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Plan Planning Guides

Planning Guides

Is your congregation considering a new building or capital improvement project? These Disciples Church Extension Fund (DCEF) Planning Guides are designed to help you get started:

Buying Church Property

Purchasing property involves more than simply selecting a site. It includes the necessary steps of investigating the property, creating a financial plan and completing the various legal and financial requirements to finalize the transaction. Most importantly, before a congregation decides to purchase a piece of property, it first needs to determine if the property matches the church’s long-term financial and ministry goals (see DCEF’s Choosing a Site planning guide below). Read more.

Choosing a Site

The old adage in real estate is “Location. Location. Location.” However, when choosing a site for your church, location is only one of the many factors that can affect the future ministry of a congregation. Before a congregation begins to search for a specific site, it should evaluate as many of those factors as possible. Read more.

Church Facility Maintenance

The goal of every facility maintenance program is to preserve and maintain the resources of a building for its use and operation. For congregations, this goal should be expanded to include the stewardship of resources for ministry and their communities. Read more.

Environmental Sustainability/Stewardship

Every year, congregations spend thousands of dollars to heat, cool, light, and use their buildings. With a few energy-saving renovations, these churches could save hundreds and thousands of dollars each year in operational expense, which could be used to improve their facilities and fund their ministries. In essence, the idea of “sustainability” is the biblical and financial concept of “stewardship.” Read more.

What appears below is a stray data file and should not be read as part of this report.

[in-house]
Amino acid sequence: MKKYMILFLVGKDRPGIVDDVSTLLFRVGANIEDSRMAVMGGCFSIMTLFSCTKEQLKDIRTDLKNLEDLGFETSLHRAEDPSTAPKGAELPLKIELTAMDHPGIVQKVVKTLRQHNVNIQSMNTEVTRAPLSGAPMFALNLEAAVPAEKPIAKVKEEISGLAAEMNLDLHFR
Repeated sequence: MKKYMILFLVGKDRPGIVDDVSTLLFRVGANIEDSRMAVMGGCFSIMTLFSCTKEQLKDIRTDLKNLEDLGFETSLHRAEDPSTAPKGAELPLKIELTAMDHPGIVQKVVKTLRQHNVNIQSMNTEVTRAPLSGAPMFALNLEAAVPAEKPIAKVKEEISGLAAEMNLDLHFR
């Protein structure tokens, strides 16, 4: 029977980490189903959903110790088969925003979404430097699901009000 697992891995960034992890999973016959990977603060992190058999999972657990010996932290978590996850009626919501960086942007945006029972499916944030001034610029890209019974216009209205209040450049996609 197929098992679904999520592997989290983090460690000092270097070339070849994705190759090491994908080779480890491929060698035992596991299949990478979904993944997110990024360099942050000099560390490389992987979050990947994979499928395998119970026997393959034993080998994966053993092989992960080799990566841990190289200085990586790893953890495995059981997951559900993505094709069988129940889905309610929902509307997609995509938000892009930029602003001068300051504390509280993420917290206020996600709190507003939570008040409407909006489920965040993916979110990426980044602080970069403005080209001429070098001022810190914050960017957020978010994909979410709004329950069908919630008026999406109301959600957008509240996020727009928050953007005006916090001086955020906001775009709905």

Flexible Space

Historically, churches have had single-purpose rooms. The library of the church stored religious books for members to study. The choir room was designed for choir practice and to store robes and music. And, Sunday school classrooms were only used on Sundays by a specific class for Christian education. However, as the cost of construction, maintenance and operations of a facility have increased, many churches have started to design flexible spaces that can be used for many purposes. Read more.

Radical Hospitality

While many churches claim to be friendly and hospitable to visitors, most churches are unaware of how a visitor really experiences a congregation for the first time. Unlike members who know how to navigate the facility, visitors usually struggle to find their way and are often excluded or ignored by members who are already a part of the church. Read more.

Renovation or New Construction

“If you build it they will come.”

How many of you remember this quote from the movie “Field of Dreams?” Don’t we wish that this is as true for bringing new people into our churches as it was for bringing back the ghosts of baseball greats to a baseball field built in the middle of an Iowa cornfield? Read more.


Signs do more than just point the way. They help visitors feel welcomed, direct people safely through a building, and communicate the culture and feel of an organization. When signs are adequately displayed and helpful to the user, they convey a positive message. Conversely, poorly designed or inadequate signs relay a negative image to the visitor. Read more.

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